Best Deaf Athletes of All Time

Best Deaf Athletes of All Time

Deaf and hearing-impaired athletes participate nowadays in all kinds of sports, with limited or no modifications at all, but with impressive results, proving that a physical disability cannot deter their competitive spirit.If you were in need for some inspiration and motivation to start off your sporting career, we put together a list of some of the best deaf sports stars that went professional. Read on and be amazed by their stories.

If you were in need for some inspiration and motivation to start off your sporting career, we put together a list of some of the best deaf sports stars that went professional. Read on and be amazed by their stories.

Ian Petrie Redford
Ian Redford was a professional footballer from Scotland who excelled with spells at both Rangers and Dundee United. Born deaf in one ear due to nerve damage, Redford didn’t want to disclose his disability for fear he would be rejected by his teams, so he kept it sec ret from most.

He joined Rangers in February 1980 as a midfielder for a record fee at that point in time – £210,000 – and played for six seasons with the club, during which Rangers won four domestic cup trophies. Afterwards, Redford moved to play for Dundee United and played with them during the club’s most successful years. The deaf footballer scored the winning goal against Borussia Monchengladbach in the semi-final of the UEFA Cup in 1987.

Redford wrote about his condition and the anxiety it caused him in his autobiography entitled “Raindrops Keep Falling on My Head,” which was published in November 2013.

Ben Cohen

Cohen is a former England rugby union player and activist. He enjoyed a 15-year career in rugby, even though he has lost 50 per cent of his hearing in both ears and also experiences tinnitus. He played for Northampton, Brive and Sale Sharks and was a fearsome player on the pitch.

The rugby star scored 267 points in total during his career and was part of England’s team in 2003 when the squad won the Rugby World Cup.

In an interview, Cohen confessed he was in denial about his deteriorating hearing, because he didn’t want to let his condition affect his performance. He has since undergone procedures to be fitted with hearing aids and has taken steps to learn lip reading. Also, he is involved in efforts to make rugby more accessible to the hard of hearing, especially young deaf players.

Terence Mike Parkin

A former Olympic swimmer for South Africa Terence Mike Parkin has left a mark in the deaf athletics world with his impressive performances. He won the silver medal at the 2000 Summer Olympics in the 200 metres breaststroke, also competed at the 2004 Summer Olympics and a year later, in 2005, in Deaflympics in which he took home two gold medals..

Parkin used sign language to communicate with his coach and was determined to show everyone that deaf can do anything they set their mind to.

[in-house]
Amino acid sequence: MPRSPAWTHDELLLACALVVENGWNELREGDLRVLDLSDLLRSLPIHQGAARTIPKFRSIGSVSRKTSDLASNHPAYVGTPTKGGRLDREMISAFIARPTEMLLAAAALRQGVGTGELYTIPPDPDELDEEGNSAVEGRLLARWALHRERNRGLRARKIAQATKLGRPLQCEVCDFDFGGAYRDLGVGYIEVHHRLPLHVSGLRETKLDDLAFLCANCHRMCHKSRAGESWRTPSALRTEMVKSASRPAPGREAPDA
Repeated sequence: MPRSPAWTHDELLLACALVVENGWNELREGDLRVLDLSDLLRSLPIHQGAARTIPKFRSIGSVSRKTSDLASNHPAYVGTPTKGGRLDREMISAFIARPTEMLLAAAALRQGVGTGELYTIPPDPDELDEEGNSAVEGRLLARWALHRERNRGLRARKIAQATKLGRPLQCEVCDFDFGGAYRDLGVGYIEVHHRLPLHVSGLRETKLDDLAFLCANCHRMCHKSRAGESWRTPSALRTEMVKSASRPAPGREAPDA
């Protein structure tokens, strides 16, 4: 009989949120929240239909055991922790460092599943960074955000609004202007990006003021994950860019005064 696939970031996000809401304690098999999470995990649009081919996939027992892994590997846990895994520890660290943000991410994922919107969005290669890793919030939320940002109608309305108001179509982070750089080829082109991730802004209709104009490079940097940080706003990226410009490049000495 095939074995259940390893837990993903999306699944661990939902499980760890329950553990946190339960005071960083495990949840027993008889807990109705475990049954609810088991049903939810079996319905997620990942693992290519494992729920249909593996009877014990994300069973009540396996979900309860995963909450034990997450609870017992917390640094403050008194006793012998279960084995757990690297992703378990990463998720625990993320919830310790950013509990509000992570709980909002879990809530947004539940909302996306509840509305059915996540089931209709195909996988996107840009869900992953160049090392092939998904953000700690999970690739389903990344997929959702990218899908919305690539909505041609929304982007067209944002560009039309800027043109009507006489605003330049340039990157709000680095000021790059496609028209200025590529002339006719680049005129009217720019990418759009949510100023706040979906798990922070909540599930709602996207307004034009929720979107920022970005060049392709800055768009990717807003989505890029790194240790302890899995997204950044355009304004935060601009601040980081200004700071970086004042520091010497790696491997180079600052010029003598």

He has been a regular competitor in the Deaflympics games for deaf athletes, competing in both swimming and cycling.

Gerry Hughes

British sailor Gerry Huges, who was profoundly deaf from birth, is the first deaf man to sail single-handed across the Atlantic Ocean.

He graduated with a degree in Mathematics from the Open University and became acting head of Donaldson’s School for the Deaf in Edinburgh.

Huges began sailing when he was a little boy and his dream was to one day sail around the world. That’s exactly what he did in 2012/2013, becoming the first deaf man to sail solo around the world, passing the five great capes. He departed Troon, Scotland, on 1 September 2012 and returned to Troon on 8 May 2013.

Luther Hayden ‘Dummy’ Taylor

Luther Hayden Talyor, known as ‘Dummy’ Taylor, was a deaf-mute American pitcher in Major League Baseball from 1900 to 1908. He played for the New York Giants and Cleveland Bronchos.
Being the only successful deaf pitcher in Major League Baseball at that time, Taylor was regarded as a role model and hero in the American deaf community in the early 20th century.

The legendary pitcher used sign language to communicate and was a key part of the New York Giants Championship winning teams of 1904 and 1905. In order to be able to communicate with him, the whole team learned to use sign language.

James Burke

Although deaf, James Burke was one of England’s earliest boxing champions. He lived between 1809 -1845 and was the first modern boxer to kill his opponent, as bare-knuckle contests were still being held at that time. He died of tuberculosis at age 35 and in extreme poverty. Deaf culture holds a special place for him, though, with his name being added to the International Boxing Hall of Fame nearly 150 years later in 1992.


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